02/11/2021 Isole Salomone, Guadalcanal, Honiara
“If you ever come across anything suspicious like this item, please do not pick it up, contact your local law enforcement agency for assistance”
By Christian Fuller
A BOMB disposal expert died in an explosion while handling Second World War explosives, an inquest has heard. Stephen Atkinson was killed while working with exploded bombs at his home in the Solomon Islands last year. The 57-year-old, who grew up in Northiam, near Rye, was working for humanitarian aid group NGO to map unexploded munitions across the islands – the scene of conflict involving Japanese and allied forces in World War Two. Mr Atkinson’s Australian colleague Trent Lee also died in the explosion. The explosive device went off at their home in the capital Honiara on September 20 last year, the inquest at Eastbourne Town Hall heard. The inquest heard that he suffered damage to his ribs, throat and upper body in the explosion, the Daily Mail reports. He later died in the National Referral Hospital in Honiara. In the aftermath of the accident, Police Inspector Clifford Tunuki said several other unexploded bombs were found in the apartment. East Sussex Coroner Alan Craze gave a verdict of death by misadventure. “There is a son that is going to have to live with this,” he said. “I think that in many ways we can call this an accident. I shall record a conclusion of misadventure.” The father-of-one, who was also known as Luke, was educated at Frewen College, Northiam, and went on to live in countries including Kosovo, Sri Lanka, Afghanistan and Cambodia. He worked in the Solomon Islands and neighbouring Palau as a programme manager at non-governmental organisation Norwegian People’s Aid (NPA), as well as for the United Nations. The Solomon Islands, which lie to the east of Papua New Guinea, was a key World War Two battleground due to its proximity to Australia. As a result, the islands are littered with thousands of ageing explosives that still pose a danger to civilians more than 70 years later.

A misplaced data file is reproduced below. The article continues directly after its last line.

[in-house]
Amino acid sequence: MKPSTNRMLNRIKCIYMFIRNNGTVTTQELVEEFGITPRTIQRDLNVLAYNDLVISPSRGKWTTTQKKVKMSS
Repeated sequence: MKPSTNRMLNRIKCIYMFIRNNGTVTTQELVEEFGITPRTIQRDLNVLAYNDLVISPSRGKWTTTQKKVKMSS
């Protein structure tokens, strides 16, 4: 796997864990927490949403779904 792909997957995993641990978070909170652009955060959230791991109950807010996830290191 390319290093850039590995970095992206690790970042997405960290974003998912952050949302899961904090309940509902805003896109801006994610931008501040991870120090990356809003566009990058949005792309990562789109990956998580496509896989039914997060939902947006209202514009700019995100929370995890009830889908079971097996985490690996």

If you find anything that appears to be an explosive device, do not touch it, leave it where it is and call the police. We will contact the appropriate agencies to properly dispose of the item.
Dear editors, Biography of a bomb is aimed at highlighting the danger caused by unexploded bombs. Moreover, the most important aspect is that we work completely non profit, raising awerness about this topic is what drives us. We apologize if we make use of pictures in yours articles, but we need them to put a context in how findings are done. We will (and we always do) cite source and author of the picture. We thank you for your comprehension.